# Why is the boat form of paraldehyde not theoretically possible?

Wikipedia says the following about paraldehyde:

Theoretically, four stereoisomeric structures are possible. The structures (1) and (2) are known as cis- and trans-paraldehyde. The structures (3) (a conformer of (2)) and (4) (a conformer of (1)) don't exist for steric reasons.

If this is correct, it seems that the boat conformer is not theoretically possible. I would expect the boat conformer to be possible but be much less common than the chair conformer (as is the case with glucose and cyclohexane for example), but that does not seem to be the case.

Wikipedia says that conformers 3 and 4 don't exist for steric reasons, however they are still theoretically possible. To me this sounds like the nonexixtence of boat conformation is not just because of steric reasons, but there is a more fundamental reason for that.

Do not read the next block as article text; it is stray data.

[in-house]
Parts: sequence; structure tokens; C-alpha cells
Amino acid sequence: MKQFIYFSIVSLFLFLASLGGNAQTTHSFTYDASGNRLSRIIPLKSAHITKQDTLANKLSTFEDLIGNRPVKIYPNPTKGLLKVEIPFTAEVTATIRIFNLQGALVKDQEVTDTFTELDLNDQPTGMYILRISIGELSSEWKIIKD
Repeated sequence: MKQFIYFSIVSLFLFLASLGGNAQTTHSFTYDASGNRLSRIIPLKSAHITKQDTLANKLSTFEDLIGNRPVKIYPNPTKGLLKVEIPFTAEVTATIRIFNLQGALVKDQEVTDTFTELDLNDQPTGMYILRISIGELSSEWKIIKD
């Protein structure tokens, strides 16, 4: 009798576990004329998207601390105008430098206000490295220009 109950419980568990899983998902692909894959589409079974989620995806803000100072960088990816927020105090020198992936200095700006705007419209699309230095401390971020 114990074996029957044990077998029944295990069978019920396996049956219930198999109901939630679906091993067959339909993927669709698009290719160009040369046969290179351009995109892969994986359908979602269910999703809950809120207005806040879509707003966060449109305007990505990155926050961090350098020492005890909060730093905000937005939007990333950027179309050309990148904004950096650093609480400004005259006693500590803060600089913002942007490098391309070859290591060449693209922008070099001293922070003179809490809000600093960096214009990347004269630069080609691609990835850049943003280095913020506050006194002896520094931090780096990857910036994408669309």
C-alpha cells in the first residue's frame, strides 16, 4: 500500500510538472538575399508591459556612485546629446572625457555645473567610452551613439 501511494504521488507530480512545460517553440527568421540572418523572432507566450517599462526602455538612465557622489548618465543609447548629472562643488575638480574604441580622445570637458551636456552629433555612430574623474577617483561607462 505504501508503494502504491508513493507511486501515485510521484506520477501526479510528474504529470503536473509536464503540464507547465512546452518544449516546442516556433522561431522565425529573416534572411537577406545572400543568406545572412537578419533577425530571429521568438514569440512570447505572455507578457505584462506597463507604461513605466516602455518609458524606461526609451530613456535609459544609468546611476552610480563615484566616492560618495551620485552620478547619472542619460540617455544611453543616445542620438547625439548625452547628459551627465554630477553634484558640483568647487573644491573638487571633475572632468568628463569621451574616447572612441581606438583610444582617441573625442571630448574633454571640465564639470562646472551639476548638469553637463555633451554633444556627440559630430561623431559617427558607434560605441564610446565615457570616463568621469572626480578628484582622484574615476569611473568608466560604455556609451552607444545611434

So, my questions are:

1. Is it true that the boat conformer is theoretically impossible?

2. If yes, why is it impossible and what makes paraldehyde different from glucose and cyclohexane in this regard?

• It's possible, they just ignored it because it's so minor. Every molecule has an infinite number of conformers, so if you have limited space you can't really talk about all of them. Most books on cyclohexane hardly talk about boat conformation either, except to note in passing that it exists. – orthocresol May 9 '17 at 14:00
• The boat conformer is a transition state in any case. See for example the interconversion for cyclohexane on Wikipedia – Martin - マーチン May 9 '17 at 14:06

A $\ce{CH_3}$ group is quite big. Steric hindrance is the reason.
to 2: A $\ce{OH}$ group is sterically a lot smaller than a $\ce{CH_3}$ group.
• Is it energetically much higher than structures (3) and (4)? To me it seems that if sturcutre (2) were in boat form, there were no $\ce{CH_3}$ groups in close contact with each other. In (3) the $\ce{CH_3}$ groups seem to be much closer. – ttsc May 9 '17 at 14:10